United Auto Workers President Shawn Fain testifies about the toll of working hours on laborers before the Senate Health, Education, Labor and Pensions Committee in the Dirksen Senate Office Building on Capitol Hill in Washington, D.C., on March 14, 2024.

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DETROIT — United Auto Workers President Shawn Fain is under investigation by a federal court-appointed watchdog who is tasked with monitoring the union and eliminating corruption, according to a Monday court filing.

The monitor, Neil Barofsky, is investigating whether Fain abused his power as union president. He also accuses union leaders, including Fain, of obstructing the investigation and interfering with his access to information.

Such actions could potentially violate a 2020 consent decree between the UAW and the U.S. Department of Justice that avoided a federal takeover of the union.

“The Monitor has attempted for months to garner the Union’s cooperation in gathering the information needed to conduct a full investigation, but the Union has effectively slow-rolled the Monitor’s access to requested documents,” the court filing reads.

More recently, the filing says the monitor expanded the investigation to include additional allegations of retaliation by Fain against one of the union’s vice presidents.

The monitor also opened an unrelated investigation into another unnamed UAW International Executive Board, or IEB, member, a regional director, after receiving allegations of potential embezzlement, according to the filing.

The UAW did not immediately respond to CNBC’s request for comment.

United Auto Workers President Shawn Fain (right) and UAW Secretary-Treasurer Margaret Mock (left) lead a march outside Stellantis’ Ram 1500 plant in Sterling Heights, Michigan, after the union called a strike at the plant on Oct. 23, 2023.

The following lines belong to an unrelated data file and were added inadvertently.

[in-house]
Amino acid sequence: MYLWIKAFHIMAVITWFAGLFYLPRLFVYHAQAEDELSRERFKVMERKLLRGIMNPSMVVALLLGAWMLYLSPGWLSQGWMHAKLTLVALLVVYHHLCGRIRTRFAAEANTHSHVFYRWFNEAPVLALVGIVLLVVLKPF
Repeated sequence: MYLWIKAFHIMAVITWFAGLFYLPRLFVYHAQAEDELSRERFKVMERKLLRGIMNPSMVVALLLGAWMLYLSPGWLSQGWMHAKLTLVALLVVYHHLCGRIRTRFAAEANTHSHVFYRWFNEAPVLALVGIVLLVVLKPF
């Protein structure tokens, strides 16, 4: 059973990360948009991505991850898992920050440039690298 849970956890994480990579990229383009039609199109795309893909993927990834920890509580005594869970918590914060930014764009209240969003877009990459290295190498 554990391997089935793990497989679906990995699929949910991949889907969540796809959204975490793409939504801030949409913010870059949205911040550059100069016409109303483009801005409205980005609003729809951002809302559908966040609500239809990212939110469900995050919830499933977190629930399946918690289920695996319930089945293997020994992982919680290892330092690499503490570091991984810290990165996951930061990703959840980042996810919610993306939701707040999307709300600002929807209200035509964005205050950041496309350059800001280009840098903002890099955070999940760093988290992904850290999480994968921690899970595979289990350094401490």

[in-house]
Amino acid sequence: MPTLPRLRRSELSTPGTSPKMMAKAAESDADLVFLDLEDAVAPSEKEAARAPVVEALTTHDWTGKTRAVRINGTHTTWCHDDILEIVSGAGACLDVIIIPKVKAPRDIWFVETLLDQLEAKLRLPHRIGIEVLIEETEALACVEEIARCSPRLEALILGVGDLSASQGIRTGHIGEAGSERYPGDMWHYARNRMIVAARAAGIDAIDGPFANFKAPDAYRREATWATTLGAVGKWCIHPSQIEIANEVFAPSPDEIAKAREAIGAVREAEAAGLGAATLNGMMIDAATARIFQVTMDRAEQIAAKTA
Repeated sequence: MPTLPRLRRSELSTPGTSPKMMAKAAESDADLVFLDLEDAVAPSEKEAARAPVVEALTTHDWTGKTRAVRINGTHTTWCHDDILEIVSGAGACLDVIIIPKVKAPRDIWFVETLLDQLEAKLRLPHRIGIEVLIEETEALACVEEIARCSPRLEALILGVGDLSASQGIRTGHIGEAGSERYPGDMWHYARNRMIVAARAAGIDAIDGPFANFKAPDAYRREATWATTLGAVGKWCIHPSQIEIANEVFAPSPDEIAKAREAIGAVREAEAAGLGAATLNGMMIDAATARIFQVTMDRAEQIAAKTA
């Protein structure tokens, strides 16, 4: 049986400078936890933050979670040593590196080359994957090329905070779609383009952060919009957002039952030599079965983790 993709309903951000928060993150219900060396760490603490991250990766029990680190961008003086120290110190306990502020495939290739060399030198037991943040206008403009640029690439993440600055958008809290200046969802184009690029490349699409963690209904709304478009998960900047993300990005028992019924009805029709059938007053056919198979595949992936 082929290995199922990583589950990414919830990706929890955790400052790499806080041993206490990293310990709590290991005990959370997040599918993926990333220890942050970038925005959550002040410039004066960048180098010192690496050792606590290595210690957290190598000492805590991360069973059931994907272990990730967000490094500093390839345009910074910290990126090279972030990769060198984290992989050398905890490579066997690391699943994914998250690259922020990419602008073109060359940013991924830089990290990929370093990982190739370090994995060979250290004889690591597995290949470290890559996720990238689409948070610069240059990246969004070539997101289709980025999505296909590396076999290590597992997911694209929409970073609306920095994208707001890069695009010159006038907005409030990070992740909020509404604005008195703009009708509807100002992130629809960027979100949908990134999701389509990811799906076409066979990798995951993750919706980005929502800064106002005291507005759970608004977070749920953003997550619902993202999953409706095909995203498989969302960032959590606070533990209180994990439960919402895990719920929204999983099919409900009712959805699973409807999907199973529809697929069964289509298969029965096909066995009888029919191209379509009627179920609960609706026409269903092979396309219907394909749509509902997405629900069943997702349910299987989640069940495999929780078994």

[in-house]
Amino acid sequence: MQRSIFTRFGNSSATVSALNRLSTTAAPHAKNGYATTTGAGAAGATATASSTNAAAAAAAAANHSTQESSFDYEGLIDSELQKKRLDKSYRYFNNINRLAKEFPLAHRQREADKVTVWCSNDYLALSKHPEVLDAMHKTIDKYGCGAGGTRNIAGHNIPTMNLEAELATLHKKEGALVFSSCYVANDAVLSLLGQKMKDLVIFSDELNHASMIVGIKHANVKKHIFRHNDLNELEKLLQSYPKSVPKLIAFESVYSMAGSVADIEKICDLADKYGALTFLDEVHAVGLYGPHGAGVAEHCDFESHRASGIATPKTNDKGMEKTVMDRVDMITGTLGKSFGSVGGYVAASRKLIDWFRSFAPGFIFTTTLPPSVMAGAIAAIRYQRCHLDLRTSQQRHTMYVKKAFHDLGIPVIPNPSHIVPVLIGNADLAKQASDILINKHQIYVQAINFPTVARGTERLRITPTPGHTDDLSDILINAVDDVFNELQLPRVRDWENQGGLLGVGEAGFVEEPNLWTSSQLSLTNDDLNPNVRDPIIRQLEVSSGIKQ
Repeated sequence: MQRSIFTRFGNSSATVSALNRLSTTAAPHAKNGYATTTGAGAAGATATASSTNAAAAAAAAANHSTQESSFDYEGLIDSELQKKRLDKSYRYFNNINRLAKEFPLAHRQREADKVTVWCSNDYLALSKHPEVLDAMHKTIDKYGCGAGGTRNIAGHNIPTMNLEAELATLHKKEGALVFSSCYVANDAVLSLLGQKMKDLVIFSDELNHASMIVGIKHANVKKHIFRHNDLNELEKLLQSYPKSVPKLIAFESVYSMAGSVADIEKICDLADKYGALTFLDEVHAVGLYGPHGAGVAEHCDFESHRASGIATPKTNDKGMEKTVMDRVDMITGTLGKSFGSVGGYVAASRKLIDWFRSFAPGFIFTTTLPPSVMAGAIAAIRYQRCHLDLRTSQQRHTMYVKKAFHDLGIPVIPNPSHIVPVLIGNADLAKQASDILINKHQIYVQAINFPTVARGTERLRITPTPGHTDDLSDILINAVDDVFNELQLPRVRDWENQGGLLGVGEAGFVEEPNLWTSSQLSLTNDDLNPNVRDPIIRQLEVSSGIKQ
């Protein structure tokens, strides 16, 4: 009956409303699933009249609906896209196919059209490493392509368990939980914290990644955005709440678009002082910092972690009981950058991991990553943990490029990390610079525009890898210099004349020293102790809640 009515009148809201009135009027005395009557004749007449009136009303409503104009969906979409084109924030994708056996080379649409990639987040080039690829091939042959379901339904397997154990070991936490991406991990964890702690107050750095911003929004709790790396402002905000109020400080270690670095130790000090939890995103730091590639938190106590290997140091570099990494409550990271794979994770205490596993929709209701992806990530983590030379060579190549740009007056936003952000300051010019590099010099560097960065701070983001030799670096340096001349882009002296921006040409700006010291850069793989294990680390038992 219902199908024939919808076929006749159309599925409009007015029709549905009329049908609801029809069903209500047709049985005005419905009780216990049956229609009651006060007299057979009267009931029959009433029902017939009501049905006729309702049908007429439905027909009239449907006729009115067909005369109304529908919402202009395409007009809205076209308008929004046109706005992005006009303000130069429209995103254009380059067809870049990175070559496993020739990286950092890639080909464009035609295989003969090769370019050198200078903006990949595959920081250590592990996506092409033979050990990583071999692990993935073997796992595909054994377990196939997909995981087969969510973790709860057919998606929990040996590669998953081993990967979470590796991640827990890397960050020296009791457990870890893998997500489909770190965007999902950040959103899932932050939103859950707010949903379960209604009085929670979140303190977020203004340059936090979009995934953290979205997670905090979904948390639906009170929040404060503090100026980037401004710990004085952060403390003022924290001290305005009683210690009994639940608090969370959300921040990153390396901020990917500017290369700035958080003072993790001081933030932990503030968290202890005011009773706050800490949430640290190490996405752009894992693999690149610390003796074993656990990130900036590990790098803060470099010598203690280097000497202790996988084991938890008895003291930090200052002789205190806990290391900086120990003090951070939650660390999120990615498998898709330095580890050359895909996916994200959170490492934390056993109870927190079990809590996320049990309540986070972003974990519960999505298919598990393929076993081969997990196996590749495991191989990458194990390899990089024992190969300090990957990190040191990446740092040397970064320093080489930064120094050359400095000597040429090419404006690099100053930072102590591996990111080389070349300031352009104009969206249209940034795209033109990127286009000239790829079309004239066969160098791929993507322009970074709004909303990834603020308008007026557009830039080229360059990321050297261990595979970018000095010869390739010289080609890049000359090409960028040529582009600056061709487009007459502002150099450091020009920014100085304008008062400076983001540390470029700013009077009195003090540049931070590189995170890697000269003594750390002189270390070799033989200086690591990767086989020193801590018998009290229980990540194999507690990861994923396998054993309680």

Michael Wayland / CNBC

The union is in the middle of a national organizing drive of nonunion automakers. The accusations follow Fain’s rise to international prominence after the union under his leadership scored record-setting contracts last year with General Motors, Ford Motor and Stellantis.

The court filing, which was first reported by The Detroit News, says Barofsky’s concerns largely began in February, after the monitor “began investigating current members of the IEB—including the President, Secretary-Treasurer, and one of the Union’s Regional Directors.”

The probe stems from union leaders removing all responsibilities assigned to Secretary-Treasurer Margaret Mock that were not constitutionally required amid allegations she had engaged in misconduct while carrying out her financial oversight responsibilities.

In response, the filing says Mock “lodged allegations of her own against the Union’s President that, among other things, the charges against her were false, and that the removal of her authority was improperly instigated in retaliation for her refusal or reluctance to authorize certain expenditures.”

The filing states more than three months after the monitor’s initial document request, the union has produced “a very small portion (approximately 2,600 documents) of the current potentially relevant pool of approximately 116,000—and with more than 80% of those documents only produced on June 6, 2024, days before the issuance of this report.”

The monitor believes the “union’s delay of relevant documents is obstructing and interfering with his access to information needed for his investigative work, and, if left unaddressed, is an apparent violation of the Consent Decree,” the filing reads.

The consent decree followed a yearslong corruption probe into the union involving embezzlement, bribery and other charges. It resulted in several convictions of union leaders and Fiat Chrysler executives, including two past union presidents.

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